Understanding Depth of Field

Apr 7, 2011 by

Understanding Depth of Field

One of the more important concepts to come out of having a basic understanding of aperture and shutter speed is depth of field (DOF). Depth of field refers to that portion of your photo that is acceptably in focus, and mastery of depth of field is one of the two main factors (the other being lighting) that can transform an image into a beautiful piece of art.

To get an idea of how DOF operates, imagine holding a piece of paper at arms length in front of you so that it is facing you. This paper is a essentially a two-dimensional plane, just like the plane of focus in your camera is. Focus your eyes only on that paper, and you’ll notice peripherally that your arms in front of you are out of focus, and so is the background. Human eyes have only a narrow plane in which things are in focus as well, but where they differ from a camera is that they can rapidly change focus so that within a second, you can make your arm or the background in focus (and, of course, make the paper out of focus).

When you snap a photo, whatever is in focus on the image is the only thing the human eye can see. If you had a camera up to your eye as you were holding the paper in front of you and focused narrowly on the piece of paper, the resulting image would show your arm and background as out of focus, and no amount of focusing by your eye on that photo can change that. As such, it is important that when you take a photo, you have everything that you want to be in focus before you actually press the shutter button and take the photo.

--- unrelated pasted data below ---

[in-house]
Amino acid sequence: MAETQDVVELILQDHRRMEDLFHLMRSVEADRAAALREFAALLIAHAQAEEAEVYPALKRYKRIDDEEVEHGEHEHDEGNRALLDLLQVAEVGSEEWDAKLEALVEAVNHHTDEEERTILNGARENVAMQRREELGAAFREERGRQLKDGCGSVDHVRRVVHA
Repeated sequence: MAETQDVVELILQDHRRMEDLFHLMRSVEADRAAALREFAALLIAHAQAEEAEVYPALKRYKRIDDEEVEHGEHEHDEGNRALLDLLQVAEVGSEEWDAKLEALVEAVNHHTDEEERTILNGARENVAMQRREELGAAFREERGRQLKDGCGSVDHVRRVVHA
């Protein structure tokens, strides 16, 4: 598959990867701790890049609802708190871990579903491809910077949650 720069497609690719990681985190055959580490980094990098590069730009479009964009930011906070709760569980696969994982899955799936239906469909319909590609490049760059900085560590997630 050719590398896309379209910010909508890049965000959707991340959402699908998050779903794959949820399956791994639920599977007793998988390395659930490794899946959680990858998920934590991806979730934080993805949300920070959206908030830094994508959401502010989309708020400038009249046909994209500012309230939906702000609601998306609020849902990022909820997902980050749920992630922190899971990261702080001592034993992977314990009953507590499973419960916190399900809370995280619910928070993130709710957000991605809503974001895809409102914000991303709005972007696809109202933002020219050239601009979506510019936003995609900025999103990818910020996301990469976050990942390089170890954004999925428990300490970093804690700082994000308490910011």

One of the major things that dictates DOF is aperture. The larger the aperture (and smaller the f-stop), the less of the image that will be acceptably in focus (Figure 1), whereas the smaller the aperture (and larger the f-stop), the more of the image that will be acceptably in focus (Figure 2). Of course, it is never quite that simple, as shutter speed changes with every change of your aperture. As such, it is frequently necessary to make compromises between aperture and shutter speed so that you get an acceptable amount of DOF, while at the same time not having too fast or too slow a shutter speed (Figure 3).

Depth of field also is influenced by focal length and shooting distance. Focal length is expressed in millimeters, and governs how large an image is in your viewfinder (and consequently in your photograph). The higher the number, the more magnified your subject gets. In terms of DOF, longer focal lengths result in some reduction of DOF relative to shorter focal lengths, but where it is most noticeable is with the distribution of DOF. At shorter focal lengths, such as on wide-angle lenses, the DOF is distributed more in front of the subject than behind it, but on longer lenses, such as on telephoto lenses, DOF is distributed more equally between front and back. Shooting distance also influences DOF. All other things being equal, the greater the distance from your subject, the deeper the DOF.

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